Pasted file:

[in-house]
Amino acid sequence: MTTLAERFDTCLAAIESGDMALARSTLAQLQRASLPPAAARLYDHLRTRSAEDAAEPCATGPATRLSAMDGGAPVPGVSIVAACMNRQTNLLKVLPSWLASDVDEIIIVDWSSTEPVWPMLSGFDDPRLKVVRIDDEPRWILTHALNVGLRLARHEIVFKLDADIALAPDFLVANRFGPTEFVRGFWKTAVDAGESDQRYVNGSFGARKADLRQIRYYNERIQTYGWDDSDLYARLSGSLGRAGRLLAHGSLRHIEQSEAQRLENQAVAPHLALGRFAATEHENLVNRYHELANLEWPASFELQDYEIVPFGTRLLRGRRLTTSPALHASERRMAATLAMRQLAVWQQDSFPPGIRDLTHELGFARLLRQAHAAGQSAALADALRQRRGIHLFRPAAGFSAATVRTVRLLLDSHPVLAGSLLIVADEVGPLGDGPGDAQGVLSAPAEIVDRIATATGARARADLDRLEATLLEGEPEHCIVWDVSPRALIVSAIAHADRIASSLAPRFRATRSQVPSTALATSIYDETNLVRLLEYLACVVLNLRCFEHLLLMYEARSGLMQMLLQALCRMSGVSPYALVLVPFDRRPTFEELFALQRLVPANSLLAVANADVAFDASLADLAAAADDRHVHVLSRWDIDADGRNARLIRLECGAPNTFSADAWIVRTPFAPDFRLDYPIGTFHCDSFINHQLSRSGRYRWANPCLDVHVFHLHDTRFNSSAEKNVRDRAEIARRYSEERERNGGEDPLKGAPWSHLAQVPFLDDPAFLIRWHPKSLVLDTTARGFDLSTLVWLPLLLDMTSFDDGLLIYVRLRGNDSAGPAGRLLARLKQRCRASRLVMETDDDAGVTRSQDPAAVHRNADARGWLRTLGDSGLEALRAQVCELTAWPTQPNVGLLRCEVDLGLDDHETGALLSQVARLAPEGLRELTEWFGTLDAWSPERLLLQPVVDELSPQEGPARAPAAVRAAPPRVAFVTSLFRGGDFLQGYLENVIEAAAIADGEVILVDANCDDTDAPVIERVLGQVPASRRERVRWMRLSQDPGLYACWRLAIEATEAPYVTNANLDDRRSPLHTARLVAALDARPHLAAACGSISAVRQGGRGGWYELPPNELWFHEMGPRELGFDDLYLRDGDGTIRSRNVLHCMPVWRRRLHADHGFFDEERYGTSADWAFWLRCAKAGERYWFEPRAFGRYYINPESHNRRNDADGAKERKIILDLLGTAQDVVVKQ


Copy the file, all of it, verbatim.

[in-house]
Amino acid sequence: MTTLAERFDTCLAAIESGDMALARSTLAQLQRASLPPAAARLYDHLRTRSAEDAAEPCATGPATRLSAMDGGAPVPGVSIVAACMNRQTNLLKVLPSWLASDVDEIIIVDWSSTEPVWPMLSGFDDPRLKVVRIDDEPRWILTHALNVGLRLARHEIVFKLDADIALAPDFLVANRFGPTEFVRGFWKTAVDAGESDQRYVNGSFGARKADLRQIRYYNERIQTYGWDDSDLYARLSGSLGRAGRLLAHGSLRHIEQSEAQRLENQAVAPHLALGRFAATEHENLVNRYHELANLEWPASFELQDYEIVPFGTRLLRGRRLTTSPALHASERRMAATLAMRQLAVWQQDSFPPGIRDLTHELGFARLLRQAHAAGQSAALADALRQRRGIHLFRPAAGFSAATVRTVRLLLDSHPVLAGSLLIVADEVGPLGDGPGDAQGVLSAPAEIVDRIATATGARARADLDRLEATLLEGEPEHCIVWDVSPRALIVSAIAHADRIASSLAPRFRATRSQVPSTALATSIYDETNLVRLLEYLACVVLNLRCFEHLLLMYEARSGLMQMLLQALCRMSGVSPYALVLVPFDRRPTFEELFALQRLVPANSLLAVANADVAFDASLADLAAAADDRHVHVLSRWDIDADGRNARLIRLECGAPNTFSADAWIVRTPFAPDFRLDYPIGTFHCDSFINHQLSRSGRYRWANPCLDVHVFHLHDTRFNSSAEKNVRDRAEIARRYSEERERNGGEDPLKGAPWSHLAQVPFLDDPAFLIRWHPKSLVLDTTARGFDLSTLVWLPLLLDMTSFDDGLLIYVRLRGNDSAGPAGRLLARLKQRCRASRLVMETDDDAGVTRSQDPAAVHRNADARGWLRTLGDSGLEALRAQVCELTAWPTQPNVGLLRCEVDLGLDDHETGALLSQVARLAPEGLRELTEWFGTLDAWSPERLLLQPVVDELSPQEGPARAPAAVRAAPPRVAFVTSLFRGGDFLQGYLENVIEAAAIADGEVILVDANCDDTDAPVIERVLGQVPASRRERVRWMRLSQDPGLYACWRLAIEATEAPYVTNANLDDRRSPLHTARLVAALDARPHLAAACGSISAVRQGGRGGWYELPPNELWFHEMGPRELGFDDLYLRDGDGTIRSRNVLHCMPVWRRRLHADHGFFDEERYGTSADWAFWLRCAKAGERYWFEPRAFGRYYINPESHNRRNDADGAKERKIILDLLGTAQDVVVKQ